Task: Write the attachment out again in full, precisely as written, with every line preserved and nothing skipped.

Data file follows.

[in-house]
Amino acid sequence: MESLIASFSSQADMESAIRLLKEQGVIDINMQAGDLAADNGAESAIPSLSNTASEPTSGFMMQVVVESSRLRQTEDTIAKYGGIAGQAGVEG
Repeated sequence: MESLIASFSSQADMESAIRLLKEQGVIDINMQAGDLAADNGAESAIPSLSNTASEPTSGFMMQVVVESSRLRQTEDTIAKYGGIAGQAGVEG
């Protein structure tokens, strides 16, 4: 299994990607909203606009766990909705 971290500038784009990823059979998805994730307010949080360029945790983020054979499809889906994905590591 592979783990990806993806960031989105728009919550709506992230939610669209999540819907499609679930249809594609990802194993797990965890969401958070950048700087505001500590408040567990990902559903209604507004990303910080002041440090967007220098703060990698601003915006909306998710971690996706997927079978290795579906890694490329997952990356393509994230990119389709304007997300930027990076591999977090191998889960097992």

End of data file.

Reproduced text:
[in-house]
Amino acid sequence: MESLIASFSSQADMESAIRLLKEQGVIDINMQAGDLAADNGAESAIPSLSNTASEPTSGFMMQVVVESSRLRQTEDTIAKYGGIAGQAGVEG
Repeated sequence: MESLIASFSSQADMESAIRLLKEQGVIDINMQAGDLAADNGAESAIPSLSNTASEPTSGFMMQVVVESSRLRQTEDTIAKYGGIAGQAGVEG
């Protein structure tokens, strides 16, 4: 299994990607909203606009766990909705 971290500038784009990823059979998805994730307010949080360029945790983020054979499809889906994905590591 592979783990990806993806960031989105728009919550709506992230939610669209999540819907499609679930249809594609990802194993797990965890969401958070950048700087505001500590408040567990990902559903209604507004990303910080002041440090967007220098703060990698601003915006909306998710971690996706997927079978290795579906890694490329997952990356393509994230990119389709304007997300930027990076591999977090191998889960097992």